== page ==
On 31 May, Jiří Bělohlávek (24. 2. 1946 – 31. 5. 2017), the most acclaimed contemporary Czech conductor, died at the age of 71, following a long illness. His departure has marked an end to one of the major chapters of Czech and global musical culture. Owing to his blending extraordinary musicianship, diligence and attention to detail, he has left behind an immense legacy, whose significance has far transcended the borders of his homeland. He worked with the world’s most prominent orchestras, made numerous recordings and, as an educator, he nurtured a whole generation of young Czech conductors. As Jiří Bělohlávek himself confessed, music was the sense and joy of his life. His achievements were even praised by the British Queen Elizabeth II, who five years ago awarded him the Order of the British Empire for services to music. Jiří Bělohlávek remained active until the very end of his life. Pursuing many plans, fate prevented some of his musical dreams from coming true. His endeavours were captured on a plethora of recordings, which in many cases will remain a benchmark, and his accomplishments will continue to inspire further generations of musicians and listeners alike.
Jiří Bělohlávek worked as a chief conductor with a number of major Czech and international orchestras, including the Czech Philharmonic, the BBC Symphony Orchestra, the Rotterdam Philharmonic, the Prague Symphony Orchestra and the Prague Philharmonia. Under his guidance over the past five years, the Czech Philharmonic earned great international acclaim and regained the position of a respected orchestra both at home and abroad (a residence at the Musikverein in Vienna, concerts at Carnegie Hall in New York, the Berliner Philharmonie, the Royal Concertgebouw in Amsterdam, the Royal Albert Hall in London within the BBC Proms, etc.). As a guest, he performed with the Berliner Philharmoniker, the Boston Symphony Orchestra, the Cleveland Orchestra, the Gewandhausorchester Leipzig, the New York Philharmonic, the Sächsische Staatskapelle Dresden and the San Francisco Symphony Orchestra. He conducted a wide range of opera productions – works by Janáček, Dvořák and Martinů in particular – at the Wiener Staatsoper, the Deutsche Oper Berlin, the Metropolitan Opera in New York, the Royal Opera House Covent Garden in London, the Opéra Bastille in Paris, the Opernhaus Zürich, and at the Glyndebourne Festival.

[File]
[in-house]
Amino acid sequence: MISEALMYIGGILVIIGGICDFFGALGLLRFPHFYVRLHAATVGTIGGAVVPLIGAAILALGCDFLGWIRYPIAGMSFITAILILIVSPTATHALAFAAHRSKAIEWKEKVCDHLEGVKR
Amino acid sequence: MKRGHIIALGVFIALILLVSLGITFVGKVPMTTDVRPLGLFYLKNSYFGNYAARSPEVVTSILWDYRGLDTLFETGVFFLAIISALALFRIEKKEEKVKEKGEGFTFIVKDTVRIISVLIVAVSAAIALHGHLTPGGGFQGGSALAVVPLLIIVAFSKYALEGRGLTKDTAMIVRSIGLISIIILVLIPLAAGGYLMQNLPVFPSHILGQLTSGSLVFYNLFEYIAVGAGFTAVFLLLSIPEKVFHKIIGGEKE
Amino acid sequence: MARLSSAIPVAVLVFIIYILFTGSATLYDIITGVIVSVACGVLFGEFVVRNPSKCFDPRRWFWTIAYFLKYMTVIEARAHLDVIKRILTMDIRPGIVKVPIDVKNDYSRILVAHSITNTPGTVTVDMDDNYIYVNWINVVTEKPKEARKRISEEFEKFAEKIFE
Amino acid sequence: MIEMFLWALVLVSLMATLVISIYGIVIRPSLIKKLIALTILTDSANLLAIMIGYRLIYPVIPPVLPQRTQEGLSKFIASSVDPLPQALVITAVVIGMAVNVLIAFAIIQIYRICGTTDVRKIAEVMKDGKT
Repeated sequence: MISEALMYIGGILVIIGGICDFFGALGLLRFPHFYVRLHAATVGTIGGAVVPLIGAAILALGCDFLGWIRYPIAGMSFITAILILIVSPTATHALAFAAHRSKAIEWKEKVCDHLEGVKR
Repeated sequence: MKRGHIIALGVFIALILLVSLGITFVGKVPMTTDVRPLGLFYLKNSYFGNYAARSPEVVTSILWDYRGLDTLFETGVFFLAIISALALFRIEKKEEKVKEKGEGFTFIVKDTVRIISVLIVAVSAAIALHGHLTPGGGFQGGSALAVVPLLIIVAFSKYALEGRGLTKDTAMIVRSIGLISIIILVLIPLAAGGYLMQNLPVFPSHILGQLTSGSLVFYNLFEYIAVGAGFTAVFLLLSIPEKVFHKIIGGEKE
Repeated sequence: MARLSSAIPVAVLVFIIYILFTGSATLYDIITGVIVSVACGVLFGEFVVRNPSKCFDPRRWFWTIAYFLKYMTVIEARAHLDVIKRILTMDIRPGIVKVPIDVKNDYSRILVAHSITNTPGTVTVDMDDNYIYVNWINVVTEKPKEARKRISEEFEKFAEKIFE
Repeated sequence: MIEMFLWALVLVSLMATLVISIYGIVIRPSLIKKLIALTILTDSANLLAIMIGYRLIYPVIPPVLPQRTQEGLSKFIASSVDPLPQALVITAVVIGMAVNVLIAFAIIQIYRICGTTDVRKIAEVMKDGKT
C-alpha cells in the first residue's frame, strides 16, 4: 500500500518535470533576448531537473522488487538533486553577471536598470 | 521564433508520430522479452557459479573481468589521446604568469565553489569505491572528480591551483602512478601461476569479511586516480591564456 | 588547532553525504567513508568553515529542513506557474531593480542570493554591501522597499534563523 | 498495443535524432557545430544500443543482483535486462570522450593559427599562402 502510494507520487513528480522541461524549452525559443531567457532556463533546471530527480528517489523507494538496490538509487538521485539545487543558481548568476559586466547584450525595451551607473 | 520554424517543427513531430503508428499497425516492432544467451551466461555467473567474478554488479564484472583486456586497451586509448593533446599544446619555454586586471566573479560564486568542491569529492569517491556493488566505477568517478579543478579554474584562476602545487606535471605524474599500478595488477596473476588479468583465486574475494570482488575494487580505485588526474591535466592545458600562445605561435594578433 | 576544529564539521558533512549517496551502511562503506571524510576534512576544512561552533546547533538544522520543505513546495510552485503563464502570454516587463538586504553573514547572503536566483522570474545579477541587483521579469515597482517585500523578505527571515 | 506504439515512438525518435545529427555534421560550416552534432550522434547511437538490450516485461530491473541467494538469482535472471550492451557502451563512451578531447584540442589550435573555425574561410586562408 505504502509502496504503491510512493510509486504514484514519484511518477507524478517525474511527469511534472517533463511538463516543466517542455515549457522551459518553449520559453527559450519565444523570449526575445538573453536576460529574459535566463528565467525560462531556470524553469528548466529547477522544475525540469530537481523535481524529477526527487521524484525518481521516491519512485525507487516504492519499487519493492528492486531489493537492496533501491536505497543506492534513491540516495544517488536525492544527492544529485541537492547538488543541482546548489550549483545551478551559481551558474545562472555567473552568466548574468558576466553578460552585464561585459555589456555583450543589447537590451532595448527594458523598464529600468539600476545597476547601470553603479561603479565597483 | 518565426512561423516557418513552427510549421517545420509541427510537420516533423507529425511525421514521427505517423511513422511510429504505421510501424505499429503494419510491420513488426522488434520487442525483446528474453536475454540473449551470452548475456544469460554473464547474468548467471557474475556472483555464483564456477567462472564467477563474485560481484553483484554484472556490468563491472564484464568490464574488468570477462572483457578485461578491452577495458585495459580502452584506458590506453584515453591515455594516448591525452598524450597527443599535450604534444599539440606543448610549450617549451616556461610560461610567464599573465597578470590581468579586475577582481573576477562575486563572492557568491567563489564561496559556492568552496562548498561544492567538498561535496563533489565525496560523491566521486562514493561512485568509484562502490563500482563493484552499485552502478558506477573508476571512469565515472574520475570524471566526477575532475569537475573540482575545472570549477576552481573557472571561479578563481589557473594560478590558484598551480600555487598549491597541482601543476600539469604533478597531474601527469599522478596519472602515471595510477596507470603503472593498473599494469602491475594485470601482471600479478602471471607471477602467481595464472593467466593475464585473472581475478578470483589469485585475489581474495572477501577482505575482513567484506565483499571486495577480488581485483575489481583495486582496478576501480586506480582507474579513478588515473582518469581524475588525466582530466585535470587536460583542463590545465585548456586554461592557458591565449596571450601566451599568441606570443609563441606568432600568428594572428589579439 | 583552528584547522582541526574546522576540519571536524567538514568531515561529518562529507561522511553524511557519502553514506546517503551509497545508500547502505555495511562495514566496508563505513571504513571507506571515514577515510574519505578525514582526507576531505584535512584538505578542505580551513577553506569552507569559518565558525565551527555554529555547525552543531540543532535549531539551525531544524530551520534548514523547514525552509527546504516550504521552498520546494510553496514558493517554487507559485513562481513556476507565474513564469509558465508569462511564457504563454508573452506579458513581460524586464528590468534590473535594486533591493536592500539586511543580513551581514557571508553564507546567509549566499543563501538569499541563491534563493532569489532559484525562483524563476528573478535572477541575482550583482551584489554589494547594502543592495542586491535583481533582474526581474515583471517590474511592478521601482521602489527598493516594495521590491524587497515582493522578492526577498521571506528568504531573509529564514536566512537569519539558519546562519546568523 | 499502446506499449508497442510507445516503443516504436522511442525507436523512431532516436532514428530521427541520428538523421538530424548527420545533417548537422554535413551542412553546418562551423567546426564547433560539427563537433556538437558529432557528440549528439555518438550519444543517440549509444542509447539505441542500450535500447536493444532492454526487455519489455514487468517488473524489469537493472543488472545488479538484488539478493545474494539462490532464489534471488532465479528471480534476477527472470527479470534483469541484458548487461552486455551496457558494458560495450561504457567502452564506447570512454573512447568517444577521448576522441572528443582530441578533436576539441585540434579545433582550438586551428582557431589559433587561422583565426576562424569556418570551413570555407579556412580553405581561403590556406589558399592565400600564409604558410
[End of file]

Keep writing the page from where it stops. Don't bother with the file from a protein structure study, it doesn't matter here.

Following his first albums, made in 1972 with the former Brno State Philhamonic, Jiří Bělohlávek went on to record several hundred studio and live projects. The majority of them was released by Supraphon, for which he made recordings with the Prague Symphony Orchestra, the Czech Philharmonic and the Prague Philharmonia. Even though he also embraced the global repertoire (Mozart, Brahms, Mendelssohn, etc.), his greatest affection was for Czech music. Many of his recordings of works by Smetana, Dvořák, Suk and Janáček are still considered exemplary, while when it comes to Bohuslav Martinů, his accomplishments can be deemed pioneering. Just as enthusiastically as in the case of recordings of symphonic and orchestral music did he undertake the role of an accompanist in collaboration with superlative soloists, among them Ivan Moravec (Brahms’s piano concertos), the young Czech violinist Josef Špaček (Dvořák, Suk, Janáček) and the pianist Jan Bartoš (Mozart). A number of Bělohlávek’s re­cordings have received prestigious accolades, including the Gramophone Award. His final albums, which will soon be released by Supraphon, include a CD featuring Martinů’s Symphony No. 1 and opera What Men Live By. Other planned recordings will sadly never materialise.
Bělohlávek was also a dedicated educator. As a teacher at the Academy of Performing Arts on Prague, he nurtured such gifted pupils as Jakub Hrůša, Tomáš Netopil, Tomáš Hanus and Marko Ivanović – all of whom have become highly esteemed conductors on an international scale.
In addition to the Order of the British Empire, his achievements in music and culture in general earned Jiří Bělohlávek other honours. In 2001, President Václav Havel awarded him the Medal of Merit; in 2016, the Faculty of Music of the Academy of Performing Arts in Prague granted him the title doctor honoris causa to mark his 70th birthday. Yet the full impact of his long-time tireless work will only become apparent and appreciated with the distance of time.